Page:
Speeding isn’t just against the law; it’s a very dangerous driving behavior. In fact, speeding is a contributing factor for nearly one-third of the fatal vehicle cashes that happen every year. And yet, many drivers do it often without realizing.
When pulled over, speeding drivers provide a number of reasons for why they were going over the posted limit. These include running late, not being aware of the area’s speed limit, having a faulty speedometer, and trying to go with the flow of traffic. However, there’s no good reason to speed. Much like driving under the influence, speeding endangers everyone on the road.
Assembly Bill 645 - Speed Safety System Pilot Program
Among the new traffic safety laws that became effective on January 1, 2024 is Assembly Bill (AB) 645, which is intended to reduce speeding by allowing six major Cities in California to enforce speed limits and help catch and cite speeders using camera systems for a five-year pilot period.
Los Angeles, San Jose, Oakland, Glendale, and Long Beach are the six participating cities. The governing bodies of these Cities will be able to put up cameras on high-injury streets, in school zones, or on streets with a documented history of racing and sideshows. The cameras will record the vehicle information and the speed which is traveling. Any vehicle going 11 mph over the posted speed limit can be issued a citation, with the registered vehicle owners receiving the ticket by mail.
The goal of AB 645 is to discourage speeding which will consequently lead to a reduction in traffic collisions that result in serious injuries and fatalities. The premise makes sense – law enforcement cannot be on every street at all hours of the day; a program like this will send a clear message to drivers that if they drive at unsafe speed, it will cost them.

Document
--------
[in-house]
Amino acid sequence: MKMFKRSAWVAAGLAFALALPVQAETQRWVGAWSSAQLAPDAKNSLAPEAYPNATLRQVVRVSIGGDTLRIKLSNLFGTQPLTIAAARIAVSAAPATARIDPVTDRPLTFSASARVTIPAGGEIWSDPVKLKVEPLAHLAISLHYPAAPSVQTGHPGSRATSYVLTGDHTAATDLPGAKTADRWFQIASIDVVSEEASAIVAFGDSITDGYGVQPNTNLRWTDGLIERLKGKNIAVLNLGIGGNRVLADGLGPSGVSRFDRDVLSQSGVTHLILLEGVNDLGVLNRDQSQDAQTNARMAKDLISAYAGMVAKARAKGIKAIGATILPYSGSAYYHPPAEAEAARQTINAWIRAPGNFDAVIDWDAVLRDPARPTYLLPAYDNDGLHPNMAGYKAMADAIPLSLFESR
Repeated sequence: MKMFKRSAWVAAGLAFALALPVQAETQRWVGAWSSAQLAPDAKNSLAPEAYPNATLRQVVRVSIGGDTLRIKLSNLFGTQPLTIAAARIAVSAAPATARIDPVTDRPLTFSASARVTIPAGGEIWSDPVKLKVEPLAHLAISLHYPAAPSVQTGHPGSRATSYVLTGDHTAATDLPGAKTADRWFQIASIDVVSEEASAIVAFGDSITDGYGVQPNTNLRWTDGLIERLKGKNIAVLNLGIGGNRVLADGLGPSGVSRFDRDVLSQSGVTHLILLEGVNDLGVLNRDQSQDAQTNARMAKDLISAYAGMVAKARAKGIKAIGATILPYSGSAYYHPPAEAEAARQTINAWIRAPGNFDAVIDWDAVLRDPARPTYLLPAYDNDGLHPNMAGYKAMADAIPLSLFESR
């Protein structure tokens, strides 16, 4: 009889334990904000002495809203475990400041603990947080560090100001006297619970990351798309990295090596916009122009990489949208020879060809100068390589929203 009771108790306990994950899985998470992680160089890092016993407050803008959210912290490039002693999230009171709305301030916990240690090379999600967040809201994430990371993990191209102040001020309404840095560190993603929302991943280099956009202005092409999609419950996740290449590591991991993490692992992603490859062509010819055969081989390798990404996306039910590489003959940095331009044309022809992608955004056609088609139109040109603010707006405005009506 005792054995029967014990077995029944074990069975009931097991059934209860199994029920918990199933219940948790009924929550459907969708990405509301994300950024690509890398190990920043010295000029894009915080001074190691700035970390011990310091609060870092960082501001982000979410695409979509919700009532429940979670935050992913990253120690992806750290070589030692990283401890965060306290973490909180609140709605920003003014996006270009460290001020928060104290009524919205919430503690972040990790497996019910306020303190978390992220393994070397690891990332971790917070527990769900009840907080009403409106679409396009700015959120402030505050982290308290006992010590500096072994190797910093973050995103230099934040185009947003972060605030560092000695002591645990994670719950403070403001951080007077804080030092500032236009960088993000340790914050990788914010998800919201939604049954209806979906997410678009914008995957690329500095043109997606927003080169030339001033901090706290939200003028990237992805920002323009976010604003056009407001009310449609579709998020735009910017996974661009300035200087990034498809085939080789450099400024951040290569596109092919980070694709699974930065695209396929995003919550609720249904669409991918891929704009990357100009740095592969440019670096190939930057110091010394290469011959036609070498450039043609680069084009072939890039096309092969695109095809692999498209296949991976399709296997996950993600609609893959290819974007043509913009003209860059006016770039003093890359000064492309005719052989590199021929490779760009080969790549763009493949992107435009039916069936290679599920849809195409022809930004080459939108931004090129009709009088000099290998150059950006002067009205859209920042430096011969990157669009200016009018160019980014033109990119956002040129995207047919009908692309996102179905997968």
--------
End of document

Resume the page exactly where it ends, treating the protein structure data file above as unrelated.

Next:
In the past, people have argued over the red-light traffic cameras that were put in many cities throughout California; some even calling them unconstitutional. However, the courts have upheld the contrary: In 2014’s People vs Goldsmith, the California’s appellate and Supreme courts determined the citations issued from the pictures and video were evidence enough to determine that the driver did commit a traffic violation.
Now, although AB 645 was passed in January, it will likely take months if not longer before the speed cameras are rolled out in the pilot cities. This is because the law requires Cities to follow specific steps before proceeding with camera installation, including a minimum of 30-days advance notice to the community and area drivers of the new cameras and prominent signage to advise drivers that they are approaching a speed camera.
Also, for the first 60 days that the cameras are activated, Cities will only be allowed to issue warnings to drivers who are speeding. After this grace period, the citations will become official.
In case you are wondering how much the speed camera tickets will be under AB 645, here are the set fines:
- $50 for driving at a speed of 11 to 15 miles per hour over the posted speed limit.
- $100 for driving at a speed of 16 to 25 miles per hour over the posted speed limit.
- $200 for driving at a speed of 26 miles per hour or more over the posted speed limit
- $500 for driving at a speed of 100 miles per hour or more.
As I said earlier, this is a five-year pilot program. If statistics show this program saves people from serious injury or death, and improves traffic safety in communities, you might find this type of program expanding throughout the state and country. It might be a good time to begin practicing safer driving because just you don’t see a police car, doesn’t mean you can’t be cited for going over the speed limit.
That’s it for this month’s blog. Please take a moment to check out the corresponding leaflet for more information.